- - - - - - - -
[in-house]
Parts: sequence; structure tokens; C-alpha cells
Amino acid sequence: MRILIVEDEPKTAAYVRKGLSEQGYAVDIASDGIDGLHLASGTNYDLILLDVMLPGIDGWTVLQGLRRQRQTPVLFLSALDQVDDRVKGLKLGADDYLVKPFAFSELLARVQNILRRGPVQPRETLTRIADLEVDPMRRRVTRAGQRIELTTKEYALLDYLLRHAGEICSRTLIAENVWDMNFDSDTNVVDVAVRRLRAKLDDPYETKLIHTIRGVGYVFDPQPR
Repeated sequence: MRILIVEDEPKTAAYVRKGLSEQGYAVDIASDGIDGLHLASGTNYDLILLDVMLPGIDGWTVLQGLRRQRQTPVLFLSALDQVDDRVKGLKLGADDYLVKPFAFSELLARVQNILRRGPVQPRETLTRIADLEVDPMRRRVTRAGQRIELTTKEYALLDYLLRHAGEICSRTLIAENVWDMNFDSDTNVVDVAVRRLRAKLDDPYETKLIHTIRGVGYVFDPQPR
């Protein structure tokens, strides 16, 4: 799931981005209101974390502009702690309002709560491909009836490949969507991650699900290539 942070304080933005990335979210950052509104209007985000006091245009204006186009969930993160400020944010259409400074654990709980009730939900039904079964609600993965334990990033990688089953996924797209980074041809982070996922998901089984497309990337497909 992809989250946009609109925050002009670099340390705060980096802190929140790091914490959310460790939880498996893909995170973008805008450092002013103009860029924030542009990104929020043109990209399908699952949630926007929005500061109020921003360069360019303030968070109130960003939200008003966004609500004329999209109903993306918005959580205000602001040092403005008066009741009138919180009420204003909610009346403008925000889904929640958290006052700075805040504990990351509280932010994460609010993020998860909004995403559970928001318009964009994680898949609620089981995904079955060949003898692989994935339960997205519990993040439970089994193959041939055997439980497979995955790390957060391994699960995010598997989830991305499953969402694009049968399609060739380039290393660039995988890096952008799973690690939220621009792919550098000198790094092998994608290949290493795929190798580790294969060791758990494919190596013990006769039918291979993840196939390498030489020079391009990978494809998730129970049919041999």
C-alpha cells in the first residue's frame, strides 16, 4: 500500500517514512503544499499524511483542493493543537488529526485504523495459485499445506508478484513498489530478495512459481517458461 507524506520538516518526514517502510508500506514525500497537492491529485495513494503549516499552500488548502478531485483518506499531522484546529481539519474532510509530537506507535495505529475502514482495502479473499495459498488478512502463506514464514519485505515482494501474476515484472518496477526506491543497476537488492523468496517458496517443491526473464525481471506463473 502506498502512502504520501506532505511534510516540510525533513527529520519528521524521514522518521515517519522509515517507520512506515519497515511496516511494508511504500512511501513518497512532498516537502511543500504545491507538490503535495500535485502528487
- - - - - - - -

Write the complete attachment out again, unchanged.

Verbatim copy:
[in-house]
Parts: sequence; structure tokens; C-alpha cells
Amino acid sequence: MRILIVEDEPKTAAYVRKGLSEQGYAVDIASDGIDGLHLASGTNYDLILLDVMLPGIDGWTVLQGLRRQRQTPVLFLSALDQVDDRVKGLKLGADDYLVKPFAFSELLARVQNILRRGPVQPRETLTRIADLEVDPMRRRVTRAGQRIELTTKEYALLDYLLRHAGEICSRTLIAENVWDMNFDSDTNVVDVAVRRLRAKLDDPYETKLIHTIRGVGYVFDPQPR
Repeated sequence: MRILIVEDEPKTAAYVRKGLSEQGYAVDIASDGIDGLHLASGTNYDLILLDVMLPGIDGWTVLQGLRRQRQTPVLFLSALDQVDDRVKGLKLGADDYLVKPFAFSELLARVQNILRRGPVQPRETLTRIADLEVDPMRRRVTRAGQRIELTTKEYALLDYLLRHAGEICSRTLIAENVWDMNFDSDTNVVDVAVRRLRAKLDDPYETKLIHTIRGVGYVFDPQPR
């Protein structure tokens, strides 16, 4: 799931981005209101974390502009702690309002709560491909009836490949969507991650699900290539 942070304080933005990335979210950052509104209007985000006091245009204006186009969930993160400020944010259409400074654990709980009730939900039904079964609600993965334990990033990688089953996924797209980074041809982070996922998901089984497309990337497909 992809989250946009609109925050002009670099340390705060980096802190929140790091914490959310460790939880498996893909995170973008805008450092002013103009860029924030542009990104929020043109990209399908699952949630926007929005500061109020921003360069360019303030968070109130960003939200008003966004609500004329999209109903993306918005959580205000602001040092403005008066009741009138919180009420204003909610009346403008925000889904929640958290006052700075805040504990990351509280932010994460609010993020998860909004995403559970928001318009964009994680898949609620089981995904079955060949003898692989994935339960997205519990993040439970089994193959041939055997439980497979995955790390957060391994699960995010598997989830991305499953969402694009049968399609060739380039290393660039995988890096952008799973690690939220621009792919550098000198790094092998994608290949290493795929190798580790294969060791758990494919190596013990006769039918291979993840196939390498030489020079391009990978494809998730129970049919041999």
C-alpha cells in the first residue's frame, strides 16, 4: 500500500517514512503544499499524511483542493493543537488529526485504523495459485499445506508478484513498489530478495512459481517458461 507524506520538516518526514517502510508500506514525500497537492491529485495513494503549516499552500488548502478531485483518506499531522484546529481539519474532510509530537506507535495505529475502514482495502479473499495459498488478512502463506514464514519485505515482494501474476515484472518496477526506491543497476537488492523468496517458496517443491526473464525481471506463473 502506498502512502504520501506532505511534510516540510525533513527529520519528521524521514522518521515517519522509515517507520512506515519497515511496516511494508511504500512511501513518497512532498516537502511543500504545491507538490503535495500535485502528487